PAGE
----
13.5.3 Vibrational degrees of freedom
In the lowest approximation, the molecular vibrations may be described as those of a harmonic oscillator. This can be derived by expanding the energy as a function of the nuclear coordinates in a Taylor series around the equilibrium geometry. For a diatomic molecule, the only relevant coordinate is the internuclear distance R.
E(R) = F(Ro) + d-(R- Ro) + -d__(R - Ro) + _d__(R - Ro) + ... (13.29) dR 2 dR2 6 dRJ
The first term may be taken as zero, since this is just the zero point for the energy. The second term (the gradient) vanishes since the expansion is around the equilibrium geometry. Keeping only the lowest non-zero term results in the harmonic approximation, where k is the force constant.
Including higher order terms leads to anharmonic corrections to the vibration, and such effects are typically of the order of a few percent. The energy levels obtained from the Schrödinger equation for a one-dimensional harmonic oscillator (diatomic system) are given in eq. (13.31).
Here n is a quantum number running from zero to infinity and n is the vibrational frequency given in terms of the force constant k (d2EldR2) and the reduced mass mIn contrast to the translational and rotational energy levels, the spacing between vibrational energy levels is comparable to kT for temperatures around 300 K, and the summation for qvib (eq. (13.10)) cannot be replaced by an integral- Due to the regular spacing, however, the infinite summation can be written in a closed form-
q b = ^ e-en/kT = e-hn/2kT + e-3hv¡2kT + g-5hv¡2kT +____
qvib = e - hvl2kT (1 + e- hvlkT + e-2 hvlkT + ■■■) (13.32)
In the infinite sum, each successive term is smaller than the previous by a constant factor (e-hvlkT, which is <1), and can therefore be expressed in a closed form. Calculating the vibrational partition function for a harmonic oscillator thus requires the second derivative of the energy and the atomic masses.
For a polynuclear molecule, the force constant k is replaced by a 3Natom x 3Natom matrix containing all the second derivatives of the energy with respect to the coordinates. By mass-weighting and transforming to a new coordinate system called the vibrational normal coordinates, this may be brought to a diagonal form (see Section 16.2.2 for details). In the vibrational normal coordinates, the 3N-dimensional Schrödinger equation can be separated into 3N one-dimensional equations, each having the form of a harmonic oscillator. Of these, three describe the overall translation and three (two for a linear molecule) describe the overall rotation, leaving 3N -6(5) vibrations.
If the stationary point is a minimum on the energy surface, the eigenvalues of the force constant matrix are all positive. If, however, the stationary point is a TS, one (and only one) of the eigenvalues is negative. This corresponds to the energy being a maximum in one direction and a minimum in all other directions. The "frequency" for the "vibration" along the eigenvector with a negative force constant will formally be imaginary, as it is the square root of a negative number (eq. (13.31)), and for a TS there are thus only 3N - 7 vibrations.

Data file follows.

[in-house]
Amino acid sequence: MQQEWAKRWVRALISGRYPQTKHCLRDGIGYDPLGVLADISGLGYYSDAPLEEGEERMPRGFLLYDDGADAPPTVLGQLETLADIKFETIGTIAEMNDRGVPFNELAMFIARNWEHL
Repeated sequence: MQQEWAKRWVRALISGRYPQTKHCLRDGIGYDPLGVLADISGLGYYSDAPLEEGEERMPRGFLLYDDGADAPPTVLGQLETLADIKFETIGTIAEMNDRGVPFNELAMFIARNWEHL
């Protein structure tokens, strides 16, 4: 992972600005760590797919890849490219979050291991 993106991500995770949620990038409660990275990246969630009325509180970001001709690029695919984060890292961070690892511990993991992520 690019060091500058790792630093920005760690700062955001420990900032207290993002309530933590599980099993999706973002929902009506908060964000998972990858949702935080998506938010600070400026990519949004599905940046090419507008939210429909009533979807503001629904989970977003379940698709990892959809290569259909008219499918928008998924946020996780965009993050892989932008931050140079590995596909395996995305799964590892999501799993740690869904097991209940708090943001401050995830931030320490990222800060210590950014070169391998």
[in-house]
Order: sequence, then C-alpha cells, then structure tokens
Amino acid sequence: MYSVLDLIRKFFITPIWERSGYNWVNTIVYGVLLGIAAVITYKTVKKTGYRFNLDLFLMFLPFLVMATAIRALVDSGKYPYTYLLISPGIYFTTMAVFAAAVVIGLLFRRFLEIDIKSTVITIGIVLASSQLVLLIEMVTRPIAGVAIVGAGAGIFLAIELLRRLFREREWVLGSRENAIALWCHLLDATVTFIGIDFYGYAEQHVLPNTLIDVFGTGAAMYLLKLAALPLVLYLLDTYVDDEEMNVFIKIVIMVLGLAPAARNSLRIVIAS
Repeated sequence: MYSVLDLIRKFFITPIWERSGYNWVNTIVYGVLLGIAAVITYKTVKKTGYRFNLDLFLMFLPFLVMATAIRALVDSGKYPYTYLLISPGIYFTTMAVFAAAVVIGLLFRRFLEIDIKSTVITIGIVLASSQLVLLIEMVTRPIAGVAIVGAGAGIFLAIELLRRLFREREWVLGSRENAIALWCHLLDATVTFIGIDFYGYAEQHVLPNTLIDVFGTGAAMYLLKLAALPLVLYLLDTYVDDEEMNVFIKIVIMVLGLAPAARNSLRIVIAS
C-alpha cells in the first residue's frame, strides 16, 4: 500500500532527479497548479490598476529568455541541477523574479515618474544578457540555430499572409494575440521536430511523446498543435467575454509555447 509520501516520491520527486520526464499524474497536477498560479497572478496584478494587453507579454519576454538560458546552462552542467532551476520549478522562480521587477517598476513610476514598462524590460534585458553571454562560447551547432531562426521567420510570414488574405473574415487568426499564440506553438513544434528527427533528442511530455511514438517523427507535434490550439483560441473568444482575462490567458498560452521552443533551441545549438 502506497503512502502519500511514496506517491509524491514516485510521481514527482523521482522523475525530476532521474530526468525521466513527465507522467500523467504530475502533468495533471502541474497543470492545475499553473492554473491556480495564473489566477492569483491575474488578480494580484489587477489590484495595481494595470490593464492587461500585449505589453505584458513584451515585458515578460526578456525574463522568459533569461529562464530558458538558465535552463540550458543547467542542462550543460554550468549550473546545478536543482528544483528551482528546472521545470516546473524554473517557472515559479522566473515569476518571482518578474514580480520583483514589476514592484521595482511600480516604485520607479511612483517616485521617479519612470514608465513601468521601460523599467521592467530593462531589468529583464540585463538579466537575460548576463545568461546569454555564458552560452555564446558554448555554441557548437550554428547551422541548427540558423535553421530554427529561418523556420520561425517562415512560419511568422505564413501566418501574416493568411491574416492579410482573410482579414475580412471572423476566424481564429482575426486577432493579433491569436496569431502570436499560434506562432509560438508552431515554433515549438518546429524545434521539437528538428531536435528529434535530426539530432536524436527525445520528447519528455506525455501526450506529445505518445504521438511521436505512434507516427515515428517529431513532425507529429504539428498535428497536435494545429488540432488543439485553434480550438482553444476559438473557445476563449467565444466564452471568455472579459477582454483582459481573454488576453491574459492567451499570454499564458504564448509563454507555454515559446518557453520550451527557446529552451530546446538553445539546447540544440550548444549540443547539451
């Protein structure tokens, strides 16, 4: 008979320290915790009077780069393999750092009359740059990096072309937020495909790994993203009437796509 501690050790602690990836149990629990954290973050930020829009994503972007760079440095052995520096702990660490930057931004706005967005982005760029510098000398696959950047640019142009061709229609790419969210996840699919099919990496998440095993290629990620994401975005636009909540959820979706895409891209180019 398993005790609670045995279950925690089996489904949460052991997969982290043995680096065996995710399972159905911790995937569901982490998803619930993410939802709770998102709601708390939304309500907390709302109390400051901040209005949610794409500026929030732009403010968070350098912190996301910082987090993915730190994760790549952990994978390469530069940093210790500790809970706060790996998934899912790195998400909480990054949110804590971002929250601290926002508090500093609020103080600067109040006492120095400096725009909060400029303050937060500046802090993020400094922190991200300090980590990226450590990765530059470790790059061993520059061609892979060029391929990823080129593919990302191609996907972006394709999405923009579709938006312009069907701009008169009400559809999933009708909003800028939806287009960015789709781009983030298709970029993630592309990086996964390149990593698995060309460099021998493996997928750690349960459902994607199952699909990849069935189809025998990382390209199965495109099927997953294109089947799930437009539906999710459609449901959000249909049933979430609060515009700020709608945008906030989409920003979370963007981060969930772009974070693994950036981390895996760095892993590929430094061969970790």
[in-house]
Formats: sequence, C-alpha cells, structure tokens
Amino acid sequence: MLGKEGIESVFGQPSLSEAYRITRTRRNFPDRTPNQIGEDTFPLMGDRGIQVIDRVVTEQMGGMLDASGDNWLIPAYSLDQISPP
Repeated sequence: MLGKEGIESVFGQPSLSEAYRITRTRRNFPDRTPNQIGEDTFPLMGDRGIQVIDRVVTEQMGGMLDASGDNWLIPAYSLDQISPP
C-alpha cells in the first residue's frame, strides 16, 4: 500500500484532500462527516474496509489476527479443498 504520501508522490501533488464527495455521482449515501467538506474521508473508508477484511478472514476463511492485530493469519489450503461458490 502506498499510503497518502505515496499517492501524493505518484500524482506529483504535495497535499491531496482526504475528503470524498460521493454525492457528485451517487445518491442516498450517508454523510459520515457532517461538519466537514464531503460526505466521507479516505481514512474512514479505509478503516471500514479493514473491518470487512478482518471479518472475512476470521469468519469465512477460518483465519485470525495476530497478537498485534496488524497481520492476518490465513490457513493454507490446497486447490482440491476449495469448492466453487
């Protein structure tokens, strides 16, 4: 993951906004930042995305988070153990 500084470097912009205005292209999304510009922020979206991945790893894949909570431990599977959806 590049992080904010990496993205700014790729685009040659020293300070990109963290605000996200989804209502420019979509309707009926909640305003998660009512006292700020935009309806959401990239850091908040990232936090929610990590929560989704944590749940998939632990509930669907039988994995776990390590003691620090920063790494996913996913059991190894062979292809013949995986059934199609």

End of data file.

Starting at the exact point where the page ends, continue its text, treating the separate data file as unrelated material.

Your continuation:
Within the harmonic approximation, the vibrational degrees of freedom are decoupled in the normal coordinate system. Since the energy of the 3N - 6 vibrations can be written as a sum, the partition function can be written as a product over 3N - 6 vibrational partition functions.
The vibrational frequencies are needed for calculating qvib, and can be obtained from the force constant matrix and atomic masses.
13.5.4 Electronic degrees of freedom
The electronic partition function involves a sum over electronic quantum states. These are the solutions to the electronic Schrodinger equation, i.e. the lowest (ground) state and all possible excited states. In almost all molecules, the energy difference between the ground and excited states is large compared with kT, which means that only the first term (the ground state energy) in the partition function summation (eq. (13.11)) is important.
Defining the zero point for the energy as the electronic energy of the reactant, the electronic partition functions for the reactant and TS is given in eq. (13.35).
The AE* term is the difference in electronic energy between the reactant and TS, and g0 is the electronic degeneracy of the (ground state) wave function. The degeneracy may be either in the spin part (g0 = 1 for a singlet, 2 for a doublet, 3 for a triplet, etc.) or in the spatial part (g0 = 1 for wave functions belonging to an A, B or X representation in the point group, 2 for an E, A or O representation, 3 for a T representation, etc.). The large majority of stable molecules have non-degenerate ground state wave functions, and consequently g0 = 1.
Given the partition function, the enthalpy and entropy terms may be calculated by carrying out the required differentiations in eq. (13.18). For one mole of molecules, the results for a non-linear system are (R being the gas constant)
Was this article helpful?